It is an artificial order, which consists of two things: a limit order (see) and a stop order (see). Here is an example. You expect that the price will go up, and then turn around and go down. You order the broker to open a position to sell at a higher price (to which you think the price will reach and turn around). The broker marks your order as limited, deferred. But this type of order is a special one: it can not be executed. After all, even when the price reaches your level, there may not be enough demand. That is, at this price no one wants to buy. Here the stop order shows the broker on a compulsory basis that your position should be open. In this case, your transaction has established the price they are now offering on the market. However, it may be lower than you expected. However, on a dynamic market, liquidity (see), this difference will be only a few points.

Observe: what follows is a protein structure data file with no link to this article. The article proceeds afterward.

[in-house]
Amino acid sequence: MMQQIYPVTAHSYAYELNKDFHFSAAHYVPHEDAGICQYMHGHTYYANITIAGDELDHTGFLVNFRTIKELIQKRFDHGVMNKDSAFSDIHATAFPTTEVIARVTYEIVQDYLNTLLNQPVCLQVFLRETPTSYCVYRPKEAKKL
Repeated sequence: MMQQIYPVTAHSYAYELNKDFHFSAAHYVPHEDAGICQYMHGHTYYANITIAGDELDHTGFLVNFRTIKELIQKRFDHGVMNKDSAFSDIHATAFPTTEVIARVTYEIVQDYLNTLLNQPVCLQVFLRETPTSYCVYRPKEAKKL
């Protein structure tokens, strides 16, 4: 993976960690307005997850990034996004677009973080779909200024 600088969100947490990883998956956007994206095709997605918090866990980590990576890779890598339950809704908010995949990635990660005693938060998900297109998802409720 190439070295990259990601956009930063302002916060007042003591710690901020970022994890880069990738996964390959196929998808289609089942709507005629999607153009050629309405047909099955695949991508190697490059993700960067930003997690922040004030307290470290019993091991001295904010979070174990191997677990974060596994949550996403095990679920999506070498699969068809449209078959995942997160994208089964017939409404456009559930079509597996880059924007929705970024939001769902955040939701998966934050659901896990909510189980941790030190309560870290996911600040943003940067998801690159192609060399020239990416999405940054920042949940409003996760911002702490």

Trading in financial markets involves substantial risks, including complete possible loss of investment capital. This activity is not suitable for all investors. High leverage increases the risk (Risk Disclosure).